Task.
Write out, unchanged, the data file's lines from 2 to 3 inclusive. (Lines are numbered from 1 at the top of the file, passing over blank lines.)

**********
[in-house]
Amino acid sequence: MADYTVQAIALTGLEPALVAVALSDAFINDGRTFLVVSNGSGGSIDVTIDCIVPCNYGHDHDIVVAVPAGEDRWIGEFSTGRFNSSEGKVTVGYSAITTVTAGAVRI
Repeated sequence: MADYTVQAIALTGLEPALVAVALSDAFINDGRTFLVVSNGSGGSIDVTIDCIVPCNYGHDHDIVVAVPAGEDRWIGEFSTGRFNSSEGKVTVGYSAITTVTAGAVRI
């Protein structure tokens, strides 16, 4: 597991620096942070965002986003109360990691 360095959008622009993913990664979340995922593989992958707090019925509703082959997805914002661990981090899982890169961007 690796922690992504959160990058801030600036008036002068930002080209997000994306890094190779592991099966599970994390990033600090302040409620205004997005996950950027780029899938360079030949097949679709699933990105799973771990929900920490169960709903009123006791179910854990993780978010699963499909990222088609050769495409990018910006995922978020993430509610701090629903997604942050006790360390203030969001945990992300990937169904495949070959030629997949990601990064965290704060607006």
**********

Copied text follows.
Amino acid sequence: MADYTVQAIALTGLEPALVAVALSDAFINDGRTFLVVSNGSGGSIDVTIDCIVPCNYGHDHDIVVAVPAGEDRWIGEFSTGRFNSSEGKVTVGYSAITTVTAGAVRI
Repeated sequence: MADYTVQAIALTGLEPALVAVALSDAFINDGRTFLVVSNGSGGSIDVTIDCIVPCNYGHDHDIVVAVPAGEDRWIGEFSTGRFNSSEGKVTVGYSAITTVTAGAVRI